Agathe Bucherie was a master student in Hydrology and Disaster Risk Management. And starting the end of May 2019 she will be the technical project manager & trainer in 510 for Forecast Based Financing projects.
How did you hear about 510?
Long story before 510! I am a geoscientist as background, and I graduated in 2009 with a master’s degree from IPGP, a French Research Institute specialised in Earth Observation and Prevention of Disasters. After height years working as geologist in the energy industry, internationally, I felt I should better use my skills and energy to work for people, and for projects that linked up better with my values and initial interests. Indeed, I decided to study again at IHE-Delft, an international programme aiming at finding solutions for water-related risks, water resources and sanitation problems in developing country, and I enrolled in parallel in a Disaster risk management online certificate from TISS and IFRC institute with the objective to discover Red Cross and the humanitarian world. During my study I meet Marc Van Den Homberg from 510, lecturing at my institute. I immediately found the vision of 510 very powerful, and inspiring for my research project. I then worked on building my Msc thesis project proposal with 510 data team.
What project are you currently working on?
My Master thesis project was about the predictability of Flash Floods and their impacts in North Malawi. I started my research with a field data collection in the Northern part of Malawi, affected by those very fast and damaging types of flood. With Malawi Red Cross Team, we conducted interviews at national and district levels, and organised focus group discussions in villages to gather information about flood occurrence, severity, impacts, root causes and indigenous knowledge on the signs observed before flood events. The objective of my thesis was to integrate local knowledge, open source data, GIS-based and remote sensing technologies to build an understanding of the factors increasing the probability of occurrence of flash floods. I extracted geomorphologic, and global hydro-meteorological indicators based on local knowledge, and I analysed how they can help to predict flash flood occurrence and impacts, and potentially be linked to emergency preparedness actions. I am now going to work with 510 Team on the development and implementation of forecast based financing methodologies.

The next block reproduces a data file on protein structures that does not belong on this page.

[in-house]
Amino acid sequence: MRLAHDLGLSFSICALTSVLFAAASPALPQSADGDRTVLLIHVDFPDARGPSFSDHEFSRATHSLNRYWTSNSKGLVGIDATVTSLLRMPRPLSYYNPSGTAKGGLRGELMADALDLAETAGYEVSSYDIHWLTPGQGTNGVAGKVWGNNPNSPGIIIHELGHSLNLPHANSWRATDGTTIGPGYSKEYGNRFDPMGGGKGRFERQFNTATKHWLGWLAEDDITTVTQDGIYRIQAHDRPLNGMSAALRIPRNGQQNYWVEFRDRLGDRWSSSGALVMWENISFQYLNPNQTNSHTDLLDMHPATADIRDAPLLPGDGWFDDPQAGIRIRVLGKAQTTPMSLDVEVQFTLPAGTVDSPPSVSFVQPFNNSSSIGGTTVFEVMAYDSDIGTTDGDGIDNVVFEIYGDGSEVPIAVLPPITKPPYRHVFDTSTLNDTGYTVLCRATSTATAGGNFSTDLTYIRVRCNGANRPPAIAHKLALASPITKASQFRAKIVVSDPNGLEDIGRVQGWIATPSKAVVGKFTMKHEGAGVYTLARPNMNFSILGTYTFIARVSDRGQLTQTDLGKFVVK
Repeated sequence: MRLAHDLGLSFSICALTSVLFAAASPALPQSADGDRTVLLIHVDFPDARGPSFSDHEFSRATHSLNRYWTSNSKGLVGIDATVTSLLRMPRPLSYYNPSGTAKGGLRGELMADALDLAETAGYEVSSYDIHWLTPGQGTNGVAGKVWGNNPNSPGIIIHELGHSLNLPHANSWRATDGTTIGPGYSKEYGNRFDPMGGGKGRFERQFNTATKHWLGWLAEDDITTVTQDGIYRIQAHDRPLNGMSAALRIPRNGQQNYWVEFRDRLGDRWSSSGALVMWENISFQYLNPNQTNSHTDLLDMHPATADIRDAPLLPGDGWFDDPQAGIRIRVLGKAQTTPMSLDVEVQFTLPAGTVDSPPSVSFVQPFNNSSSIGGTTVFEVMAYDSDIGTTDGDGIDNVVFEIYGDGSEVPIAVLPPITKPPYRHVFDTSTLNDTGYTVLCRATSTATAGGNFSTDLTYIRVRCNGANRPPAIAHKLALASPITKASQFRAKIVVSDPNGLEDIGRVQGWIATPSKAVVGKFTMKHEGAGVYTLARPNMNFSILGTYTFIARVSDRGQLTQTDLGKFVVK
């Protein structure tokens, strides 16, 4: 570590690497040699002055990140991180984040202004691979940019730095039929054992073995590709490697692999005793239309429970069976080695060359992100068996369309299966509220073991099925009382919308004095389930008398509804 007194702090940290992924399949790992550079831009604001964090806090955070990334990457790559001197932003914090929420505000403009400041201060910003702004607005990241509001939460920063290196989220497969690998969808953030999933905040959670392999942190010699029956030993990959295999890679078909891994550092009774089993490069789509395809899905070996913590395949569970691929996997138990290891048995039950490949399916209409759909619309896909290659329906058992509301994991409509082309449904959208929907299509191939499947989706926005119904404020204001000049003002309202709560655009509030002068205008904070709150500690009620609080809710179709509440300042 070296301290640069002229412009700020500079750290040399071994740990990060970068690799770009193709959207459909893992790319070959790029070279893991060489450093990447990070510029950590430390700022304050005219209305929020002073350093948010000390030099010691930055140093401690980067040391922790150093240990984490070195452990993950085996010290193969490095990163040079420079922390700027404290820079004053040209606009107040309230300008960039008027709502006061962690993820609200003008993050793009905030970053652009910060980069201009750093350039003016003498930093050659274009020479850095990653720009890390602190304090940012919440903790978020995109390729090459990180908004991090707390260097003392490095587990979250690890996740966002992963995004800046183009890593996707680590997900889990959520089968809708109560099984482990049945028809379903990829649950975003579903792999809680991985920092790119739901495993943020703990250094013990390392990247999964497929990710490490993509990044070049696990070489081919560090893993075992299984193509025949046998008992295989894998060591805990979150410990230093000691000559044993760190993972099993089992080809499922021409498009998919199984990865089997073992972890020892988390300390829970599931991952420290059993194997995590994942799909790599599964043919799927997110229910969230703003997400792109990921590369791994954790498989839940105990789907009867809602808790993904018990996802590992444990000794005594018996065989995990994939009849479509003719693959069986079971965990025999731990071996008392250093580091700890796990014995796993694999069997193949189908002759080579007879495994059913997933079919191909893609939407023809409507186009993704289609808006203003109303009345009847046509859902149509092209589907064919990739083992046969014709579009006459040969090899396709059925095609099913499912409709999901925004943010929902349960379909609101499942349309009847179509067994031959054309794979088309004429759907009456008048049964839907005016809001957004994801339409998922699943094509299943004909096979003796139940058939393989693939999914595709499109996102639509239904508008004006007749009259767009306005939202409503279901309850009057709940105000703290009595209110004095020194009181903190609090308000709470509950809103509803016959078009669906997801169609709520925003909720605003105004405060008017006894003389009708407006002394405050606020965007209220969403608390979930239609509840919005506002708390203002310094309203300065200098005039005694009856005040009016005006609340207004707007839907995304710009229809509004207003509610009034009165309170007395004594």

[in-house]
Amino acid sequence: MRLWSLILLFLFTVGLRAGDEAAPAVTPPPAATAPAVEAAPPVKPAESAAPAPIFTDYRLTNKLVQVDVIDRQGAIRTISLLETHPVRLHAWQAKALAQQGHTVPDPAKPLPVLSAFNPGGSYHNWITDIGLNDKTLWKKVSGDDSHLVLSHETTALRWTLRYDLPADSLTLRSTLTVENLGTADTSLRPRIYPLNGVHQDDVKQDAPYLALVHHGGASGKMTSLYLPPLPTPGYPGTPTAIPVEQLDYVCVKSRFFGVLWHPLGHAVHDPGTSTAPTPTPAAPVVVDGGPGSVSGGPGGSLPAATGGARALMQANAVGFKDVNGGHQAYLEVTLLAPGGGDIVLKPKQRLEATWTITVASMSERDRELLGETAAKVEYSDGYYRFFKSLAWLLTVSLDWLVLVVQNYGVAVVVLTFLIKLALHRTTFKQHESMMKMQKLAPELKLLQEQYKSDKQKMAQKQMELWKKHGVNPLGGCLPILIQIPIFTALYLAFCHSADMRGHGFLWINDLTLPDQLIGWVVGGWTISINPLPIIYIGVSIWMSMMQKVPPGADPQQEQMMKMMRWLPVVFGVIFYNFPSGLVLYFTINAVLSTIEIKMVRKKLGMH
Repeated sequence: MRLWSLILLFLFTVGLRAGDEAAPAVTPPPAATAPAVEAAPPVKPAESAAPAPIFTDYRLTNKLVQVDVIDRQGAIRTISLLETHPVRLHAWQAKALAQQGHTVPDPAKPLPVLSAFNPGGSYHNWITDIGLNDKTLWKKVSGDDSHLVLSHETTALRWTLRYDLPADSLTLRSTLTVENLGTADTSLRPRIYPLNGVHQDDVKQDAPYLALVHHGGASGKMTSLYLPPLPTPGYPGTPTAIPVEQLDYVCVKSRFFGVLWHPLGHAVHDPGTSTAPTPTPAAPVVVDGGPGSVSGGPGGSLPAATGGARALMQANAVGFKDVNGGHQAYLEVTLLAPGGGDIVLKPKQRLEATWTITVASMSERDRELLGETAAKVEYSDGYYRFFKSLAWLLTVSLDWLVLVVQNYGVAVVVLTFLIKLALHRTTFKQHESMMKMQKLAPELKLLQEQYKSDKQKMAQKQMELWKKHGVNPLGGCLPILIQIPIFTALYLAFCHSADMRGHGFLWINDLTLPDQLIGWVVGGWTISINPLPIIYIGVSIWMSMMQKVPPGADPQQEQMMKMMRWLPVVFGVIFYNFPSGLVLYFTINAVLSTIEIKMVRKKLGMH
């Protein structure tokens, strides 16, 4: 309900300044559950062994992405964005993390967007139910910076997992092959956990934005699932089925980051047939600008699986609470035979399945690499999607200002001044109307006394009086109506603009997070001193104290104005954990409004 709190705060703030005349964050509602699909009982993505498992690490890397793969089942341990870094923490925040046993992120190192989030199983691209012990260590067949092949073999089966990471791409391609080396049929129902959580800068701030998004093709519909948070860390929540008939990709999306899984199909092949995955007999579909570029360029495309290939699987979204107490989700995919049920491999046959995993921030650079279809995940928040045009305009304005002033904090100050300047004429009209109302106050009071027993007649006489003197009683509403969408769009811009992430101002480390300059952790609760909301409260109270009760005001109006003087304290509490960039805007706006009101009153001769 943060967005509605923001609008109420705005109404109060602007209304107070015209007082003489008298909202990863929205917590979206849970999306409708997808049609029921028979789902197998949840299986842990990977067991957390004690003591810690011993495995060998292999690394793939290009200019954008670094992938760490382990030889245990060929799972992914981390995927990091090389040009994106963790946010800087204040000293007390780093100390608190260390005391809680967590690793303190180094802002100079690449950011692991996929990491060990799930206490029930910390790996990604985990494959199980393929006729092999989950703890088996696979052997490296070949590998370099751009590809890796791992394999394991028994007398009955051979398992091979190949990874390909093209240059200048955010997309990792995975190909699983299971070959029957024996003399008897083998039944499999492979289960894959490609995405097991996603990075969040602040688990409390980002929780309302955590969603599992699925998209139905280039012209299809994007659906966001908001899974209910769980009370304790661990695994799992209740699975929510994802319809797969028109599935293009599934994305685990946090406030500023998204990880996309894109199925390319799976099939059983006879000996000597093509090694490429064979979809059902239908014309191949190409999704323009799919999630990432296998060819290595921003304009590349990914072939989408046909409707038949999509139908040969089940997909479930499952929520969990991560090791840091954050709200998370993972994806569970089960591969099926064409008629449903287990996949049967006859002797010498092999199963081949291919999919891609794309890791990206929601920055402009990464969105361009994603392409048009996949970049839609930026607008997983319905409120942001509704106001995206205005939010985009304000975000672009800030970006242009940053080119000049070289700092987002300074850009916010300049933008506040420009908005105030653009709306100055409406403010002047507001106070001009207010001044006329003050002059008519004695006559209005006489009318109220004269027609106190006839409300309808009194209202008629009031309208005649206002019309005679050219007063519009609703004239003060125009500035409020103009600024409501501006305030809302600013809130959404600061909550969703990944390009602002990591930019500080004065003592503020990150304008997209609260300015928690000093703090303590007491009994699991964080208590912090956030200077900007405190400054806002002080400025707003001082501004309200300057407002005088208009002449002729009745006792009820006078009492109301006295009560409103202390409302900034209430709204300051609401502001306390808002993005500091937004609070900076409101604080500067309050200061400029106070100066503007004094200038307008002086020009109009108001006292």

510’s purpose is ‘Improve speed, quality and cost-effectiveness of humanitarian aid by using data & digital.’ How are your skills helping 510 reach its purpose?
With increasing inequality, vulnerable population, conflicts and climate change, initiatives like 510 global are unfortunately going to be more and more solicited by humanitarian aid. Meaningful data are key to better prepare for increasing disasters and crisis, but data availability and monitoring inequality in the world will be the main challenge for the next years. As hydrologists/geoscientists, we can help to develop expertise at the interaction between Earth, Water, Climate and Society, in cooperation with research institutes, with the objective to improve weather related hazard predictability. The evaluation of open source historical data and global hydrological model forecast are critical, as well as data collection in the ground, to improve disaster preparedness.